Create Account | Sign In: Author or Forum

Search Symptoms

Category: Endocrinology | Internal Medicine | Nephrology | Pathology | Urology | Journal

Back to Journal Articles

Better Models Predict Kidney Disease Progression

Last Updated: April 11, 2011.

A model incorporating routine laboratory tests appears accurate in predicting progression to kidney failure in patients with chronic kidney disease, and combining three markers of kidney disease better classifies patients at risk of end-stage kidney disease and death, according to two articles published online April 11 in the Journal of the American Medical Association to coincide with presentation at the World Congress of Nephrology, held from April 8 to 12 in Vancouver, Canada.

MONDAY, April 11 (HealthDay News) -- A model incorporating routine laboratory tests appears accurate in predicting progression to kidney failure in patients with chronic kidney disease (CKD), and combining three markers of kidney disease better classifies patients at risk of end-stage kidney disease and death, according to two articles published online April 11 in the Journal of the American Medical Association to coincide with presentation at the World Congress of Nephrology, held from April 8 to 12 in Vancouver, Canada.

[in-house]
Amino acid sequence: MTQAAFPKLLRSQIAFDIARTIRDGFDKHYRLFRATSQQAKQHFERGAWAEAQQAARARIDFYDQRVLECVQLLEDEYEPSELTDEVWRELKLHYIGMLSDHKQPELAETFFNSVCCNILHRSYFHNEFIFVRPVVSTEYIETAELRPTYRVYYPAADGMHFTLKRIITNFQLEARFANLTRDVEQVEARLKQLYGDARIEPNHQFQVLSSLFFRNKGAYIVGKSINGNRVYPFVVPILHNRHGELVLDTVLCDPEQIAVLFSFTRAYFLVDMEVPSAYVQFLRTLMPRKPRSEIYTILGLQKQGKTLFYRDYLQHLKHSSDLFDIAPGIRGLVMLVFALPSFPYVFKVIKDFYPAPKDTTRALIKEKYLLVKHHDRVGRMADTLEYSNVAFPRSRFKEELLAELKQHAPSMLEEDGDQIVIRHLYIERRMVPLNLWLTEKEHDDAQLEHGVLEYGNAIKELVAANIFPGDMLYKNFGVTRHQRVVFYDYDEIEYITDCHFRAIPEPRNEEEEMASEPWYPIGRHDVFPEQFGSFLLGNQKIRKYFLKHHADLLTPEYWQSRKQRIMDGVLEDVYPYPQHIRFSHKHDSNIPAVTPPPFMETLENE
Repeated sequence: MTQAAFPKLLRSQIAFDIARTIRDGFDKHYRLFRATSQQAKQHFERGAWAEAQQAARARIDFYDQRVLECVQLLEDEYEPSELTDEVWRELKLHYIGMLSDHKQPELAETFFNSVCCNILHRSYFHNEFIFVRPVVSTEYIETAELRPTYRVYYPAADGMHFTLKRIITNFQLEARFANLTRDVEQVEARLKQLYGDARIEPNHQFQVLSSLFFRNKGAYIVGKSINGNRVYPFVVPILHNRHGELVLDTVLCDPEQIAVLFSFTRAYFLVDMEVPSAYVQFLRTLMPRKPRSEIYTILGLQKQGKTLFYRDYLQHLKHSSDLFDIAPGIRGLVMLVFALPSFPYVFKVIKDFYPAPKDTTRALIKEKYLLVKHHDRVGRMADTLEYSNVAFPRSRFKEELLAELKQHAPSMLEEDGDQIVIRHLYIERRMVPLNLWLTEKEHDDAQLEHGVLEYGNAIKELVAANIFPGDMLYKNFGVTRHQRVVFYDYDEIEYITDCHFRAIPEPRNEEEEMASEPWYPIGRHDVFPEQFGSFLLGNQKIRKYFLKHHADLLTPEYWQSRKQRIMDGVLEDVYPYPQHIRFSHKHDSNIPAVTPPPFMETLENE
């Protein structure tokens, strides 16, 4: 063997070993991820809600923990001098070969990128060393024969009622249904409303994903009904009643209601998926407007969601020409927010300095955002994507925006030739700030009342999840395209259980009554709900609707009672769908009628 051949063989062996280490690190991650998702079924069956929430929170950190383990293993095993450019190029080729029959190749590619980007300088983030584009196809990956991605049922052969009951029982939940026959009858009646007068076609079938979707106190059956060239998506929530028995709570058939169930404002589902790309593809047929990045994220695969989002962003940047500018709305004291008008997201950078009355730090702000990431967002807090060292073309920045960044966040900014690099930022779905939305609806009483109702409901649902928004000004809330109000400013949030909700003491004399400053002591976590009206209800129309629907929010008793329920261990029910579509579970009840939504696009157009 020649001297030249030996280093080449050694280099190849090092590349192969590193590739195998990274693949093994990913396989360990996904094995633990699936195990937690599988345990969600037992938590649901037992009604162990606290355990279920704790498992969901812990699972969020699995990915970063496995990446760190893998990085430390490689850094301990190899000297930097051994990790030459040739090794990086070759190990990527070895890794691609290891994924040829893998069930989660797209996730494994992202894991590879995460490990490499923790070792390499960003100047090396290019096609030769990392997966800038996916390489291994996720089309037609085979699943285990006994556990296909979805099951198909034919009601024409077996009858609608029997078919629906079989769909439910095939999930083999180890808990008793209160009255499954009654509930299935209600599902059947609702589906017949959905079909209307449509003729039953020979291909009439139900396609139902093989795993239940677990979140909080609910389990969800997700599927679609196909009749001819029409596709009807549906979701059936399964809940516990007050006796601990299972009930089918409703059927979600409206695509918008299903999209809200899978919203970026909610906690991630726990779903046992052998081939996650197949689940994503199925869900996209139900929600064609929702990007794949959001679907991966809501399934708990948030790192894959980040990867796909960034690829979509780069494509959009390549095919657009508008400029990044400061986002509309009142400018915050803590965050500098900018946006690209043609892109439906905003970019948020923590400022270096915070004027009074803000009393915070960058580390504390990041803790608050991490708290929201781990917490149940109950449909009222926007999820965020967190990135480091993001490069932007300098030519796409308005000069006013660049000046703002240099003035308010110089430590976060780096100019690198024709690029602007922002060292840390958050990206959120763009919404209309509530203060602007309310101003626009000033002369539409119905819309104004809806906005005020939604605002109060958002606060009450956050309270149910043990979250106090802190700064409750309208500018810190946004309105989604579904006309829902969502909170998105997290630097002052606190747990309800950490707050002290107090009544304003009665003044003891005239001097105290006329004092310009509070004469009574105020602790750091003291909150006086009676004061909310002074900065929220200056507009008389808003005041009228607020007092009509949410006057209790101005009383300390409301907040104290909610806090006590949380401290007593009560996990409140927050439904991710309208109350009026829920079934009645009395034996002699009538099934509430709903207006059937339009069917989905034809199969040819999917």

Navdeep Tangri, M.D., of Tufts Medical Center in Boston, and colleagues developed and validated predictive models for progression of CKD in two cohorts of patients in which 386 of 3,449 and 1,177 of 4,942 had kidney failure. They found that a model using serum calcium, serum phosphate, serum bicarbonate, serum albumin, age, sex, estimated glomerular filtration (eGFR) rate, and albuminuria could accurately predict progression to kidney failure in patients with stage 3 to 5 CKD.

Carmen A. Peralta, M.D., of the San Francisco VA Medical Center, and colleagues categorized 26,643 subjects into eight groups according to eGFR determined by creatinine and cystatin C levels to evaluate whether combining creatinine, cystatin C, and urine albumin-to-creatinine ratio (ACR) could accurately classify patients at risk for kidney failure and death. They found that the triple marker approach more accurately reclassified people and distinguished prognostic differences.

"Adding cystatin C to the combination of creatinine and ACR measures improved the predictive accuracy for all-cause mortality and end-stage renal disease," Peralta and colleagues conclude.

Three authors of the second article disclosed receiving research support from Amgen, which provided funding for the study.

Abstract - Tangri
Full Text
Abstract - Peralta
Full Text
Editorial
More Information


Previous: Neurocognitive Impairment Up in Childhood Cancer Survivors Next: American Association for Cancer Research, April 2-6, 2011

Reader comments on this article are listed below. Review our comments policy.


Submit your opinion: